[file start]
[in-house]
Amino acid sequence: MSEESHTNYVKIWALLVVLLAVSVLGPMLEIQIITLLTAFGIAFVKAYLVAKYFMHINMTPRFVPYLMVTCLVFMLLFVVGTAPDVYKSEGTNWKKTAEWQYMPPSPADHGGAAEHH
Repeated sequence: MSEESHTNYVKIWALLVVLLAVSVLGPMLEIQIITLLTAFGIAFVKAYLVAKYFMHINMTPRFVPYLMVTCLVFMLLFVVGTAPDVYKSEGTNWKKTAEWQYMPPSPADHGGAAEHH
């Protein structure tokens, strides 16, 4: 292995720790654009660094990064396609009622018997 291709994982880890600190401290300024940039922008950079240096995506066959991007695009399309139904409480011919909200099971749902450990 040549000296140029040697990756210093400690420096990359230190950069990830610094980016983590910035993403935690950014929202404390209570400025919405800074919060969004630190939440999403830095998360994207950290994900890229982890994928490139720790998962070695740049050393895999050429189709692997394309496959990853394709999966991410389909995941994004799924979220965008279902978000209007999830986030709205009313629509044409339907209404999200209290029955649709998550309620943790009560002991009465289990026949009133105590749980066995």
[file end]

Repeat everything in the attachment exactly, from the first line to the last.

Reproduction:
[in-house]
Amino acid sequence: MSEESHTNYVKIWALLVVLLAVSVLGPMLEIQIITLLTAFGIAFVKAYLVAKYFMHINMTPRFVPYLMVTCLVFMLLFVVGTAPDVYKSEGTNWKKTAEWQYMPPSPADHGGAAEHH
Repeated sequence: MSEESHTNYVKIWALLVVLLAVSVLGPMLEIQIITLLTAFGIAFVKAYLVAKYFMHINMTPRFVPYLMVTCLVFMLLFVVGTAPDVYKSEGTNWKKTAEWQYMPPSPADHGGAAEHH
């Protein structure tokens, strides 16, 4: 292995720790654009660094990064396609009622018997 291709994982880890600190401290300024940039922008950079240096995506066959991007695009399309139904409480011919909200099971749902450990 040549000296140029040697990756210093400690420096990359230190950069990830610094980016983590910035993403935690950014929202404390209570400025919405800074919060969004630190939440999403830095998360994207950290994900890229982890994928490139720790998962070695740049050393895999050429189709692997394309496959990853394709999966991410389909995941994004799924979220965008279902978000209007999830986030709205009313629509044409339907209404999200209290029955649709998550309620943790009560002991009465289990026949009133105590749980066995």